Two major results came from that practice:
1) The volume I calculated was correct.
2) The weather station corrected their reported volume after checking their calculation.
3) I learned a better method by which to perform dimensional analysis of rainfall using reported volumes.
Out of this exercise came the correction of the weather station. Again, all of this is in the blog post. Additionally, I learned that method by which the weather stations use (one of the methods) to calculate the volume of rainfall in a given storm.
After carrying out the exercise and writing the blog, I decided that from that point on forward, I would watch news accounts of rainfall volume in the future. Further, I would look out for reported statistics and try to put them into perspective for the reader using dimensional analysis. The result has been the blog posts that make up this site.
The results of previous blog posts this year so far regarding the total volume of rainfall have been collected into a table shown below:
Note: Click on any of the cities to access original blog post (with calculations) on this site -- (1) Bladen County, (2) Goldsboro, (3) Lumberton, (4) Smithfield, (5) Raleigh, (6) Rocky Mount, (7) Haiti, (8) China, (9) Elliot City, (10) Huauchinango, (11) Louisiana -- and I forgot (12) Macedonia
The first seven storms listed in the notes above are a result of Hurricane Matthew which ripped through the Eastern part of the USA originating from Haiti. The last five storms listed are storms that have occurred due to unusual rainfall this year. Recently, the Associated Press covered this in a story about the National Oceanic and Atmospheric Administration released report on rainfall this year around the world with implications toward Climate Change.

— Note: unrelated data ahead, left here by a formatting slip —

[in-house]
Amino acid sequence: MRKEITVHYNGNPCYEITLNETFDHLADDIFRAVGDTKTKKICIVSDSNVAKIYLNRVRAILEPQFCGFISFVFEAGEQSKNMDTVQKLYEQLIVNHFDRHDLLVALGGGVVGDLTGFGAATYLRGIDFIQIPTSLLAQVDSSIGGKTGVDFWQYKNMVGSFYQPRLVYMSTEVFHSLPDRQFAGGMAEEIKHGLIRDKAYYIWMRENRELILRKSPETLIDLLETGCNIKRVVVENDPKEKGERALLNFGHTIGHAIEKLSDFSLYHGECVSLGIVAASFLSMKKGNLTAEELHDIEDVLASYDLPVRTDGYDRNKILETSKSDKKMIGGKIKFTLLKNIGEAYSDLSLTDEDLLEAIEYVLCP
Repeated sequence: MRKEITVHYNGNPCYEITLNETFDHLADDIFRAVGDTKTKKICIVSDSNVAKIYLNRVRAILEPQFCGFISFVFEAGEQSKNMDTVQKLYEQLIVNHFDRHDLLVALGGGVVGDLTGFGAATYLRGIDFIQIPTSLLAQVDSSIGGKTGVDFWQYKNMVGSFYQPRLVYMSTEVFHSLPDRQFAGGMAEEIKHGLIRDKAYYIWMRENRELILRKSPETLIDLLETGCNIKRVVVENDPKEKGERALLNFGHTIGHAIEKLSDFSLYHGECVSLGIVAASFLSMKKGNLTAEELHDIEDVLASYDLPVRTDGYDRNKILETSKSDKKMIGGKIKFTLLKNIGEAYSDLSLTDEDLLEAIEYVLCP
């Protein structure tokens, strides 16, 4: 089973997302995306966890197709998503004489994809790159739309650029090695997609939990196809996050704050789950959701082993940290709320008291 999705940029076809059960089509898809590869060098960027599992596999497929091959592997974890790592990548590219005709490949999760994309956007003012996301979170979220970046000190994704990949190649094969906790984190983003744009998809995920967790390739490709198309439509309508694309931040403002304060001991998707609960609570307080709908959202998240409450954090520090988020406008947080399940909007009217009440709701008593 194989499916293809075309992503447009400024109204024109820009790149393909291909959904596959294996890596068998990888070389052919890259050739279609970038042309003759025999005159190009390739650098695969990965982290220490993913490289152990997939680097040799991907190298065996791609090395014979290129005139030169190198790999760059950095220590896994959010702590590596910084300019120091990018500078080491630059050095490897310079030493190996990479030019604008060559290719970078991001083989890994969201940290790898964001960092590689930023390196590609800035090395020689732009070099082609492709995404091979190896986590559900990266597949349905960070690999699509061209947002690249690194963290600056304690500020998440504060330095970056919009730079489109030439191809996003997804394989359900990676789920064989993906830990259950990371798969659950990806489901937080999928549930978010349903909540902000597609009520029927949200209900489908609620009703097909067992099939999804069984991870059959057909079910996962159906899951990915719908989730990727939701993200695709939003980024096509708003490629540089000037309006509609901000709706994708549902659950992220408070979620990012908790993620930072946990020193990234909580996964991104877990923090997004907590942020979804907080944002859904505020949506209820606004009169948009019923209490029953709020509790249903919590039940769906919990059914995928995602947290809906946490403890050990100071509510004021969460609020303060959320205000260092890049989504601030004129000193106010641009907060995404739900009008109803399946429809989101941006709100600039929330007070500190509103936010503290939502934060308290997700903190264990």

Regardless, the enormity of the storms are worth writing about. With that in mind, let's move onto the reported value of rainfall over the season thus far in Folsom (California) of 55 billion gallons so far.
How Much Is 55 Billion Gallons Of Rainfall?
In a recent story in the 'Los Angeles Times' titled "A tale of two droughts in California: Wetter in the north, still bone dry in the south" the disparity of rainfall between Northern and Southern California was discussed with varying numbers reported which would make a person mind spin. One excerpt that stuck in my mind was the following regarding rainfall received in Folsom:
The recent rains were enough to force federal officials to begin releasing water from Folsom Lake to protect against flooding for the first time since March, said Louis Moore, a spokesman for the Bureau of Reclamation, which manages the reservoir. Since the beginning of December, Folsom has risen more than 20 feet — an increase of about 55 billion gallons.